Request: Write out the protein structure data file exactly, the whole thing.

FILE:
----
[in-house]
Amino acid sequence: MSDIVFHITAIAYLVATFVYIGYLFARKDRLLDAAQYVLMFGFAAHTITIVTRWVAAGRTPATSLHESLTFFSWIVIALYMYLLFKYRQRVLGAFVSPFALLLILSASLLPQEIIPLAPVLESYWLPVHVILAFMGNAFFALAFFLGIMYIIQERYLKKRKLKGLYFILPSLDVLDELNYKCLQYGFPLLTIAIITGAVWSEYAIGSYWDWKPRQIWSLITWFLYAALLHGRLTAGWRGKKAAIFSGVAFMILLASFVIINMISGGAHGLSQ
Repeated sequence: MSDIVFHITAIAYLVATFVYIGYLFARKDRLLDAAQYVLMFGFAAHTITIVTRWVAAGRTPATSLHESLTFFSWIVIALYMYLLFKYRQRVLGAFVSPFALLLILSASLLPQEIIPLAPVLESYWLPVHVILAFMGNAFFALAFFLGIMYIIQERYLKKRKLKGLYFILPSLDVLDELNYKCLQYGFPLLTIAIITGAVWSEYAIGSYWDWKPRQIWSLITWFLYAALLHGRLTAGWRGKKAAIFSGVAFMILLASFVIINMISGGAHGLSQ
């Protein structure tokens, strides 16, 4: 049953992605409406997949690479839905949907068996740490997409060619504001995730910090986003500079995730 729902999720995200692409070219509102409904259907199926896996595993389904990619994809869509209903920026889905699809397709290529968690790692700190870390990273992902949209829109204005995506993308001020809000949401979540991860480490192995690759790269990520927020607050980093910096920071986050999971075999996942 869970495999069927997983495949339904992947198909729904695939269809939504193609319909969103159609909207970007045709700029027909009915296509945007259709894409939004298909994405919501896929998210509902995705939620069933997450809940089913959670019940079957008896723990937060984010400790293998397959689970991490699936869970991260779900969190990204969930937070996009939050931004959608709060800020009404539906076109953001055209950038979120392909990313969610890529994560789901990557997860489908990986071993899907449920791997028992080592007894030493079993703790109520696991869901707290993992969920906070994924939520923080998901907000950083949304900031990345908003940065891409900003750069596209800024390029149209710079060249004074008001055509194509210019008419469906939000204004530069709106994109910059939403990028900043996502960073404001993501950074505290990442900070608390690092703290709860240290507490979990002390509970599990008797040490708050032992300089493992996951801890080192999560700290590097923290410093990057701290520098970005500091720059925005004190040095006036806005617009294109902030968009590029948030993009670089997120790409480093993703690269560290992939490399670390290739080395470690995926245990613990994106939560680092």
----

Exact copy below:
[in-house]
Amino acid sequence: MSDIVFHITAIAYLVATFVYIGYLFARKDRLLDAAQYVLMFGFAAHTITIVTRWVAAGRTPATSLHESLTFFSWIVIALYMYLLFKYRQRVLGAFVSPFALLLILSASLLPQEIIPLAPVLESYWLPVHVILAFMGNAFFALAFFLGIMYIIQERYLKKRKLKGLYFILPSLDVLDELNYKCLQYGFPLLTIAIITGAVWSEYAIGSYWDWKPRQIWSLITWFLYAALLHGRLTAGWRGKKAAIFSGVAFMILLASFVIINMISGGAHGLSQ
Repeated sequence: MSDIVFHITAIAYLVATFVYIGYLFARKDRLLDAAQYVLMFGFAAHTITIVTRWVAAGRTPATSLHESLTFFSWIVIALYMYLLFKYRQRVLGAFVSPFALLLILSASLLPQEIIPLAPVLESYWLPVHVILAFMGNAFFALAFFLGIMYIIQERYLKKRKLKGLYFILPSLDVLDELNYKCLQYGFPLLTIAIITGAVWSEYAIGSYWDWKPRQIWSLITWFLYAALLHGRLTAGWRGKKAAIFSGVAFMILLASFVIINMISGGAHGLSQ
């Protein structure tokens, strides 16, 4: 049953992605409406997949690479839905949907068996740490997409060619504001995730910090986003500079995730 729902999720995200692409070219509102409904259907199926896996595993389904990619994809869509209903920026889905699809397709290529968690790692700190870390990273992902949209829109204005995506993308001020809000949401979540991860480490192995690759790269990520927020607050980093910096920071986050999971075999996942 869970495999069927997983495949339904992947198909729904695939269809939504193609319909969103159609909207970007045709700029027909009915296509945007259709894409939004298909994405919501896929998210509902995705939620069933997450809940089913959670019940079957008896723990937060984010400790293998397959689970991490699936869970991260779900969190990204969930937070996009939050931004959608709060800020009404539906076109953001055209950038979120392909990313969610890529994560789901990557997860489908990986071993899907449920791997028992080592007894030493079993703790109520696991869901707290993992969920906070994924939520923080998901907000950083949304900031990345908003940065891409900003750069596209800024390029149209710079060249004074008001055509194509210019008419469906939000204004530069709106994109910059939403990028900043996502960073404001993501950074505290990442900070608390690092703290709860240290507490979990002390509970599990008797040490708050032992300089493992996951801890080192999560700290590097923290410093990057701290520098970005500091720059925005004190040095006036806005617009294109902030968009590029948030993009670089997120790409480093993703690269560290992939490399670390290739080395470690995926245990613990994106939560680092």